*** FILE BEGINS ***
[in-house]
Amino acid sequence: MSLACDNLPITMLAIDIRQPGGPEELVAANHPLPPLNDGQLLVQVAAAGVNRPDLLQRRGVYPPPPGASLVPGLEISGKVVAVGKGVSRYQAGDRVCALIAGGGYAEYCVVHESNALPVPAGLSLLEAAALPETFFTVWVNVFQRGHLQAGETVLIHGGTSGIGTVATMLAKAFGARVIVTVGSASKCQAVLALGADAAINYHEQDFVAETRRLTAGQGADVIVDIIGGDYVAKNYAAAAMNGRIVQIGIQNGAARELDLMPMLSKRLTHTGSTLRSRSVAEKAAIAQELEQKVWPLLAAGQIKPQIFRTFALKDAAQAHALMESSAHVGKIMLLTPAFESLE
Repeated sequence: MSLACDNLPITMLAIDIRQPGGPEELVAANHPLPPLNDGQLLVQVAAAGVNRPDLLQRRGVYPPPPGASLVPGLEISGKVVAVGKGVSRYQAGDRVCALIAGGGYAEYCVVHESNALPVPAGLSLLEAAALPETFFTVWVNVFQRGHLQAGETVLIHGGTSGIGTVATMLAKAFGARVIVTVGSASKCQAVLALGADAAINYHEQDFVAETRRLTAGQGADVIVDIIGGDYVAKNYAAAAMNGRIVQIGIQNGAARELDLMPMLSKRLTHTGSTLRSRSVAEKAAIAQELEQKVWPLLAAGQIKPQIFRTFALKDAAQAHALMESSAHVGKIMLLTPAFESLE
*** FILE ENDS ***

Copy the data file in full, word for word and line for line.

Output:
[in-house]
Amino acid sequence: MSLACDNLPITMLAIDIRQPGGPEELVAANHPLPPLNDGQLLVQVAAAGVNRPDLLQRRGVYPPPPGASLVPGLEISGKVVAVGKGVSRYQAGDRVCALIAGGGYAEYCVVHESNALPVPAGLSLLEAAALPETFFTVWVNVFQRGHLQAGETVLIHGGTSGIGTVATMLAKAFGARVIVTVGSASKCQAVLALGADAAINYHEQDFVAETRRLTAGQGADVIVDIIGGDYVAKNYAAAAMNGRIVQIGIQNGAARELDLMPMLSKRLTHTGSTLRSRSVAEKAAIAQELEQKVWPLLAAGQIKPQIFRTFALKDAAQAHALMESSAHVGKIMLLTPAFESLE
Repeated sequence: MSLACDNLPITMLAIDIRQPGGPEELVAANHPLPPLNDGQLLVQVAAAGVNRPDLLQRRGVYPPPPGASLVPGLEISGKVVAVGKGVSRYQAGDRVCALIAGGGYAEYCVVHESNALPVPAGLSLLEAAALPETFFTVWVNVFQRGHLQAGETVLIHGGTSGIGTVATMLAKAFGARVIVTVGSASKCQAVLALGADAAINYHEQDFVAETRRLTAGQGADVIVDIIGGDYVAKNYAAAAMNGRIVQIGIQNGAARELDLMPMLSKRLTHTGSTLRSRSVAEKAAIAQELEQKVWPLLAAGQIKPQIFRTFALKDAAQAHALMESSAHVGKIMLLTPAFESLE